When Peter Parker shot out his webbing and snagged that can of Dr. Pepper in Spider-Man, it seems that impressionable movie audiences across the country suffered deleterious consequences--perhaps in the form of forgetting how much they loved Mr. Pibb. "The public needs to know when they're being advertised to," says Jonathan Adelstein, one of the five appointees who run the Federal Communications Commission. To that end, he wants his agency to require a lengthy disclosure notice during every TV show with paid placements, an effort he believes it can justify with the laws governing payola.
Product placement isn't a new problem. Indeed, it isn't even a problem. In the golden age of radio, the republic survived product placement during soap operas and The Jack Benny Program without suffering an epidemic of obesity. (Remember "There's always room for Jell-O"?) Consumers may well prefer brand placements over watching endless blocks of commercials, but they'll rebel if the insertions become too distracting. Smart advertisers don't want to drive their audiences to the next channel.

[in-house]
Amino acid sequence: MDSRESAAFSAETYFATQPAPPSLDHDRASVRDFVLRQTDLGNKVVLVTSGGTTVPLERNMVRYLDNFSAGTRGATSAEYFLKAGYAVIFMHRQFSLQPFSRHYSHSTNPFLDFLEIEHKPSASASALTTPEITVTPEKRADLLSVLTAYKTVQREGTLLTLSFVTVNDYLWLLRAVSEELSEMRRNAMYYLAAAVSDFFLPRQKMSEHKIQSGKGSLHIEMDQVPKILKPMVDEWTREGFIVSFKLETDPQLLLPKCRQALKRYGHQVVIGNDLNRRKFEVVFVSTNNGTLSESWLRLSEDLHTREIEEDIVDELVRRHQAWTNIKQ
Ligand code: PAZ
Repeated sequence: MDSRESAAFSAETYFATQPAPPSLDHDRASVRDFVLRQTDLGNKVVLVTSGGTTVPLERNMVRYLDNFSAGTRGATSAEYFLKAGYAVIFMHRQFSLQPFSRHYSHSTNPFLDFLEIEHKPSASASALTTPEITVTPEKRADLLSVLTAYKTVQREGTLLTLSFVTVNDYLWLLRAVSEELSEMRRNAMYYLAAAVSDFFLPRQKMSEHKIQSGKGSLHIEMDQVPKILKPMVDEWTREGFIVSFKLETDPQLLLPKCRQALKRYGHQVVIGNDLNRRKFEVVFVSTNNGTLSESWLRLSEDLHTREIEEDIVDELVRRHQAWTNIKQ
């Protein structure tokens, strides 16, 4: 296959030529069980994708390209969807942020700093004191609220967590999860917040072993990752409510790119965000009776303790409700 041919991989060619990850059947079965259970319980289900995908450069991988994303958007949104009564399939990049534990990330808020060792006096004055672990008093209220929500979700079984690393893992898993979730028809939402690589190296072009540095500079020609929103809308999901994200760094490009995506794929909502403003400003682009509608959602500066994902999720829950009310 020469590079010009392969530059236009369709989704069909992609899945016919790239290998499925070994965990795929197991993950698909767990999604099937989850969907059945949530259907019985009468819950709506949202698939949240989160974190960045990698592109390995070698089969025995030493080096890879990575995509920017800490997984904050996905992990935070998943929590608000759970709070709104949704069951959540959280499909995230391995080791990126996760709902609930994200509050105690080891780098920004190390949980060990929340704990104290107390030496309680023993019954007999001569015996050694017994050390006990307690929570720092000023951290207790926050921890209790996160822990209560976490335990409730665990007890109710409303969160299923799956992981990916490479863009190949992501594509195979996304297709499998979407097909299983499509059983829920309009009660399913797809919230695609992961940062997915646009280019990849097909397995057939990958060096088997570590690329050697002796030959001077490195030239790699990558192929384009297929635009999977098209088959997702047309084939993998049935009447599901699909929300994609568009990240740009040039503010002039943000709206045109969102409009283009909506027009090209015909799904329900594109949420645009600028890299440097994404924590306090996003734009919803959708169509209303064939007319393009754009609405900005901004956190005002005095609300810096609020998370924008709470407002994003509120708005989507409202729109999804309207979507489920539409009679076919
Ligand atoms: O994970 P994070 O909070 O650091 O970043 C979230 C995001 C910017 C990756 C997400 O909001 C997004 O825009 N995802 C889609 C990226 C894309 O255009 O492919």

But even if product placement were a crisis demanding government intervention, Adelstein's proposal to require lengthy, prominent disclosures would be a peculiar solution. Audiences will ignore the disclosures the same way they're increasingly ignoring (or TiVoing past) commercials--the same behavior pattern that's driving the move toward product placement in the first place. If only there were a way the FCC could place its message somewhere in the show itself…?